The search will continue for a location for an extreme weather shelter for women in the Cowichan Valley.
Signy Madden, executive director of the United Way Central and Northern Vancouver Island, said BC Housing is still interested in providing the funding for the shelter this winter if an alternative location is found.
She said the Cowichan Coalition for Homelessness and Affordable Housing is looking for another location after the option of using the closed Charles Hoey School in Duncan for a shelter was taken away.
Madden said an alternative site has yet to be identified, but it likely won’t be in Duncan.
“There are still some cold months ahead of us this winter and we have a key interest in helping people on the streets,” she said.
“But we’ve learned some lessons from our efforts to place the shelter in the school. Communication with the neighbourhood where it will be placed is key. If people have issues with the shelter, then we would address those concerns earlier in the process.”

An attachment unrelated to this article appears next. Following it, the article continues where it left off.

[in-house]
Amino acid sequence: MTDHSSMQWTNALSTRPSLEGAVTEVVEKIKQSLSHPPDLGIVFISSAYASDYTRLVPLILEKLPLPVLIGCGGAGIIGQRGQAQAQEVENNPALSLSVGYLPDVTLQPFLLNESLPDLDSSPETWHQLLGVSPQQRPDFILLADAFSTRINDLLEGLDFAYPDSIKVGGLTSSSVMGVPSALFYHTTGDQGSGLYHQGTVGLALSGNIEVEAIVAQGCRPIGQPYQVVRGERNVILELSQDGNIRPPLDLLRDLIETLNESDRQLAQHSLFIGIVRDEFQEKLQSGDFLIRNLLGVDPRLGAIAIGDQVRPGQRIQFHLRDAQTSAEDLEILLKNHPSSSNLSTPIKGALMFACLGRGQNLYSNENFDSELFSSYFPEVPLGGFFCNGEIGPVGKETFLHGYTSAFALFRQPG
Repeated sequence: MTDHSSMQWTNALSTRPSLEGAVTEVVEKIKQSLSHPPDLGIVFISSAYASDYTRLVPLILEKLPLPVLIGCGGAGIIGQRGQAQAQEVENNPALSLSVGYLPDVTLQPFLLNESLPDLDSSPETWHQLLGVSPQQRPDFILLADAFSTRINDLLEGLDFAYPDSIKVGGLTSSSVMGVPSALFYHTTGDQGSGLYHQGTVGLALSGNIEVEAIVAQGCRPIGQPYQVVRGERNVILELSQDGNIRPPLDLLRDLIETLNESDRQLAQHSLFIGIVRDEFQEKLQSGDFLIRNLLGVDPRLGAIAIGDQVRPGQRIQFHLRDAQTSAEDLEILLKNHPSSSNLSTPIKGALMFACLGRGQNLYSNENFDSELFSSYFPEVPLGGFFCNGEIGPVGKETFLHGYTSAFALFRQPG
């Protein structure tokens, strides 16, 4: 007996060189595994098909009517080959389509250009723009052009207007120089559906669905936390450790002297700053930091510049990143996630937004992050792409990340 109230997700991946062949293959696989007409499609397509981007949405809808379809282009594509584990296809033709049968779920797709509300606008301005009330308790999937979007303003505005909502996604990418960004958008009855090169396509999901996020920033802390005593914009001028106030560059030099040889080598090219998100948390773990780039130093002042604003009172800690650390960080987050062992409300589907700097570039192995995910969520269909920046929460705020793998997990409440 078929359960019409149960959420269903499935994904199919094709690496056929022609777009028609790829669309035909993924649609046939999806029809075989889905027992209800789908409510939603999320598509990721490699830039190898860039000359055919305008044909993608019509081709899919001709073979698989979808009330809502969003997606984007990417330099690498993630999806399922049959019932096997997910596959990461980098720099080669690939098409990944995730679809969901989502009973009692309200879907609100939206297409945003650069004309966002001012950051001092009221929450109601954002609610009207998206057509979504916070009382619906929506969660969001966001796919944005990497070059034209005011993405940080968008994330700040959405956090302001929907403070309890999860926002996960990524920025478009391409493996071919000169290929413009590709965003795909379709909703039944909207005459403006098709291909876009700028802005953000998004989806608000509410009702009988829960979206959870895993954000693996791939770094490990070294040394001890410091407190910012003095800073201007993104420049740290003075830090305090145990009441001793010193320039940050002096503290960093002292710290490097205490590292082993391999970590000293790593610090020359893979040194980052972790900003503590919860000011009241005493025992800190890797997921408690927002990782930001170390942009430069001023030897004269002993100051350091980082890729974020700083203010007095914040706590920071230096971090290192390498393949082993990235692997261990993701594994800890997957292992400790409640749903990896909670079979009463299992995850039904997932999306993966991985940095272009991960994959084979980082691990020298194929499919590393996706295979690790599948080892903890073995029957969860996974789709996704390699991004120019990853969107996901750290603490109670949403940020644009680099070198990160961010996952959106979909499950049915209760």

Plans to use Charles Hoey school for the shelter were scuttled after the City of Duncan changed its zoning bylaws at a special council meeting on Jan. 16 to state that homeless shelters are not allowed in residential areas.
FOR RELATED STORY, CLICK HERE
The city was responding to a backlash from the neighbourhood about the shelter proposal for the school.
Many of the neighbours had also expressed concerns about an earlier, but abandoned, effort to set up a daytime warming centre for the homeless in McAdam Park, which is adjacent to Charles Hoey school.
Signy said whatever location is chosen for the shelter, the public should be aware that it would only serve a small number of people, it would only be open for a short time period, from February to the end of March, and it will only be open when there is extreme weather and not every night.
She said the coalition didn’t meet with the neighbours of Charles Hoey school before news of the shelter was made public because the funding wasn’t in place at that time.
“We had planned to host a meeting with the neighbours when the funding was finally secured,” Madden said.
“There are people living on the streets during the winter and we were moving quickly to try to deal with that. But we’ve learned our lesson. We have many other initiatives planned for the Cowichan Valley and we will address any concerns with them.”